Meeting Mentor Magazine

December 2018

Tracking Technology

Airlines Buy Into the ‘Internet of Things’

First came deregulation, then the monetizing of individual services. Now, flush with profits, airlines are on the cusp of another “revolution” as they begin to take advantage of the “Internet of Things.”

Over the next three years, more than 86 percent of the top 200 airlines around the globe anticipate significant benefits from using tracking technology and data collection and analysis for check-in, bag drop and bag collection, and 37 percent have allocated budget already for these purposes. The 83 percent of passengers that utilize smartphones will be connected, too, according to SITA’s 2015 Airline IT Trends Survey.
• This all points to a lot more “personalization” through technology. More than 75 percent of airlines plan major programs to deliver passenger services through smartphones between now and 2018, including a “highly personalized” smartphone booking experience, compared with today.
• Airlines are starting to utilize beacon technology in actual applications or trials (9 percent of airlines now, but 44 percent by 2018). In three years, 57 percent of airlines will use beacons for way-finding — from check-in to gate. These sensors also will follow bags, especially at key points: 44 percent of airlines plan to use them at bag drop and 43 percent at bag claim. By 2018, 70 percent of airlines plan to solve baggage issues with location-based information (just 10 percent do so today).
• Location-based tools will be used for notifications to improve on-time boarding. Already, about 60 percent of airlines offer flight notifications via smartphone apps, which will rise to 96 percent by 2018.
• About 22 percent of airlines expect to enable passengers to download content (books and films) from media kiosks to their tablets or smartphones for a flight.
• Expect to see a “virtual concierge” for passengers. Over the next three years, one in five airlines will introduce a service that delivers airport shopping to gates and lounges.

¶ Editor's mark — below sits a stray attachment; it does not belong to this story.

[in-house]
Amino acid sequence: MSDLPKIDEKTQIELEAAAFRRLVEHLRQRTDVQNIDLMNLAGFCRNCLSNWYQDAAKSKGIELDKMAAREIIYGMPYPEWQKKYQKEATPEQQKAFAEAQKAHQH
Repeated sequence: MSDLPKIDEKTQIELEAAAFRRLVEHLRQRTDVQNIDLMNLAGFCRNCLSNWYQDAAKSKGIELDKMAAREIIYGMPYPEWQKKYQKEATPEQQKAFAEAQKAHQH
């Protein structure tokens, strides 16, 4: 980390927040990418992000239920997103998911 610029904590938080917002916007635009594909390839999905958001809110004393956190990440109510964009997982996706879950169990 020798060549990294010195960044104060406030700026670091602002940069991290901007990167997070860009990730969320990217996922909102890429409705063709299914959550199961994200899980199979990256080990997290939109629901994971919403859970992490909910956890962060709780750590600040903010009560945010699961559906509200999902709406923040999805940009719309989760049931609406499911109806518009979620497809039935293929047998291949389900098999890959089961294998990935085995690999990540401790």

• Mobile apps that enable airline passengers to book destination services will jump from 6 percent of airlines to 44 percent in 2018.
• Airlines are also turning to the cloud to help handle the rapid growth in apps and the volume of data, and to benefit from greater flexibility and lower costs.
• Only 7 percent of airlines have considered how to use wearables.

What shouldn’t get lost in the technology stampede is consumer privacy. “The issue of data security and protection is already high on the agenda of all airlines,” said Jim Peters, SITA chief technology officer. “Location-based services are put through the same tests and strict data privacy controls as other new technologies they introduce. It comes down to the consumer’s choice. [They] will only work if the passenger chooses to switch on the services — Bluetooth on their phone, download an application to their phone and give permission to the service provider for their location to be used.”

Profitable air travel. It was a very satisfying first quarter of 2015 for the 26 U.S. scheduled passenger airlines, with eight consecutive quarters of after-tax net profits, according to the U.S. Department of Transportation’s Bureau of Transportation Statistics. The total of $3.1 billion in 1Q soared over $507 million in first quarter 2014. Also in 1Q, these airlines collected $864 million in baggage fees (+9 percent over 1Q 2014) and $768 million from reservation changes (+5.8 percent). The top 10 airlines are Delta, United, American, Southwest, US Airways, JetBlue, Alaska, Hawaiian, Spirit and SkyWest. — Maxine Golding

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